For review: PEP 308 - If-then-else expression

Dave Brueck dave at pythonapocrypha.com
Sat Feb 8 20:06:52 CET 2003


On Sat, 8 Feb 2003, holger krekel wrote:

> Andrew Koenig wrote:
> > Laura> Thus answering the question 'if we let it in will we get code that
> > Laura> is hard to read'.  I want my control flow with indentation, please.
> >
> > holger> very good point.
> >
> > Yes, but in what direction does it argue?
>
> good point :-)
>
> > In C, I don't consider ?: to be control flow, any more than
> > I consider && or || to be control flow.  In fact, part of
> > reason that conditional expressions appeal to me is that they
> > permit some kinds of expressions to be written *without* control
> > flow that otherwise would require it.
>
> IMO Laura emphasized how good enforcing indentation is for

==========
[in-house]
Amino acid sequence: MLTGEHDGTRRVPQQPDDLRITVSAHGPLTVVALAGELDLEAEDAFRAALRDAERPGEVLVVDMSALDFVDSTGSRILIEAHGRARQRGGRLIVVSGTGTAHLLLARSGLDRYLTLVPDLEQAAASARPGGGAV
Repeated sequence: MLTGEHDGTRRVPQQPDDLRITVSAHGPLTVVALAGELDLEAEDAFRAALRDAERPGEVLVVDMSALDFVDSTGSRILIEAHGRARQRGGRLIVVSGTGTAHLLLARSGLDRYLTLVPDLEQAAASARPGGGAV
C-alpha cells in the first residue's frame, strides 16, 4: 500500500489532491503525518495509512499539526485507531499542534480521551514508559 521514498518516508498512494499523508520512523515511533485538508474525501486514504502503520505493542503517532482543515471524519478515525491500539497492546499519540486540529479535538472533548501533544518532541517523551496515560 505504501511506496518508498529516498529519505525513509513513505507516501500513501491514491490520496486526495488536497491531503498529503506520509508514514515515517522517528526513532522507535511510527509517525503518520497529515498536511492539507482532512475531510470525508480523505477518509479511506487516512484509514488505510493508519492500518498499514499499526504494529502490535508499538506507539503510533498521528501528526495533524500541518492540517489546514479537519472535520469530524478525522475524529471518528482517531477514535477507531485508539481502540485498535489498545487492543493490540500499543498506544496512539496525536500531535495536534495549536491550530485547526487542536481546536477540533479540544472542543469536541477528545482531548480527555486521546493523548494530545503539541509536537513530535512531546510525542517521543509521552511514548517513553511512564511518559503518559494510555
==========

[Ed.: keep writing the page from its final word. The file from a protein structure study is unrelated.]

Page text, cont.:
> readability.  Writing 'x and y or z' or 'x if y else z'
> (or list-comps for that matteR) undermines readability.

Are you sure? Some aspects of readability are completely subjective - lots
of people hate list comps but I (and others) always find them to be
really, really readable and they just "make sense".

> Beeing able to concisely express a "binary choice"
> in an expression of course can be nice in some cases.
> It's a tradeoff between readability and 'expression power' but i think
> that readability should score higher here.

I agree with you, and that's why I'm +1 on the PEP :) - when used properly
the if-expr IMO *does* increase readability - it very clearly announces
that a binary choice is being made (and that possibly for short-circuiting
reasons) while a standard if statement is ambiguous - is a choice being
made or is it for higher-level control flow?

I guess I'm just emphasizing that, for or against the PEP, we should all
be careful about including "increased readability" in our list of reasons
- if you had been using if-expressions all along you would probably
consider them to be quite readable. Now, exuse me while I go argue some
more that if-exprs can make code more readable. ;-)

-Dave





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